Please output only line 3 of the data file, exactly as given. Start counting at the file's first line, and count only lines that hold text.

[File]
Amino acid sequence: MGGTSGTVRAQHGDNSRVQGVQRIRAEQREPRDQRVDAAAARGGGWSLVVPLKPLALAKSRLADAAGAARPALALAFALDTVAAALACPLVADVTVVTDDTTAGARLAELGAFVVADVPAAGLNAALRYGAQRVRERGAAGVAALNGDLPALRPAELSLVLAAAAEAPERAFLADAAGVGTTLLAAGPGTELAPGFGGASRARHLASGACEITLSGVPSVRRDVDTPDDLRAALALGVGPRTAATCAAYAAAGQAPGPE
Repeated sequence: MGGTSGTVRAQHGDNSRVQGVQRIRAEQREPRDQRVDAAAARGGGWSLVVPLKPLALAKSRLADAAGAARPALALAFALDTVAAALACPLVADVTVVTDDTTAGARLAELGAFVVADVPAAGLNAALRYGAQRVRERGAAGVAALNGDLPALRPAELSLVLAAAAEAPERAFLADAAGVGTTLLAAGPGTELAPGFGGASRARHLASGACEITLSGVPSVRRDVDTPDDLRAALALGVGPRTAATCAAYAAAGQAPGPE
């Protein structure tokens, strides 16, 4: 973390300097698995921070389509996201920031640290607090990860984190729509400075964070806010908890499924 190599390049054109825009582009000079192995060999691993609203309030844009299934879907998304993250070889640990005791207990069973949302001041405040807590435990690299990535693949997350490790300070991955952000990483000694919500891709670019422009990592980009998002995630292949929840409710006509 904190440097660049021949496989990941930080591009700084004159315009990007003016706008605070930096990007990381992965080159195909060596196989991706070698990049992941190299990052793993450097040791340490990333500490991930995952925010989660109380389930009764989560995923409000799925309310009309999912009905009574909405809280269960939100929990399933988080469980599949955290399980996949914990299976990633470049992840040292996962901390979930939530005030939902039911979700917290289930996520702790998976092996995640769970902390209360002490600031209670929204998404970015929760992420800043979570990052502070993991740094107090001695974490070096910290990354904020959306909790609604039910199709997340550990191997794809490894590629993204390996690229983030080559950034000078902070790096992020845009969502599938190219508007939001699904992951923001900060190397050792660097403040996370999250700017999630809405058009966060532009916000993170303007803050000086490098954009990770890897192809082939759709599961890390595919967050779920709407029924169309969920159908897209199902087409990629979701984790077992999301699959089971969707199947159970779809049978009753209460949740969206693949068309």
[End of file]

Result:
């Protein structure tokens, strides 16, 4: 973390300097698995921070389509996201920031640290607090990860984190729509400075964070806010908890499924 190599390049054109825009582009000079192995060999691993609203309030844009299934879907998304993250070889640990005791207990069973949302001041405040807590435990690299990535693949997350490790300070991955952000990483000694919500891709670019422009990592980009998002995630292949929840409710006509 904190440097660049021949496989990941930080591009700084004159315009990007003016706008605070930096990007990381992965080159195909060596196989991706070698990049992941190299990052793993450097040791340490990333500490991930995952925010989660109380389930009764989560995923409000799925309310009309999912009905009574909405809280269960939100929990399933988080469980599949955290399980996949914990299976990633470049992840040292996962901390979930939530005030939902039911979700917290289930996520702790998976092996995640769970902390209360002490600031209670929204998404970015929760992420800043979570990052502070993991740094107090001695974490070096910290990354904020959306909790609604039910199709997340550990191997794809490894590629993204390996690229983030080559950034000078902070790096992020845009969502599938190219508007939001699904992951923001900060190397050792660097403040996370999250700017999630809405058009966060532009916000993170303007803050000086490098954009990770890897192809082939759709599961890390595919967050779920709407029924169309969920159908897209199902087409990629979701984790077992999301699959089971969707199947159970779809049978009753209460949740969206693949068309």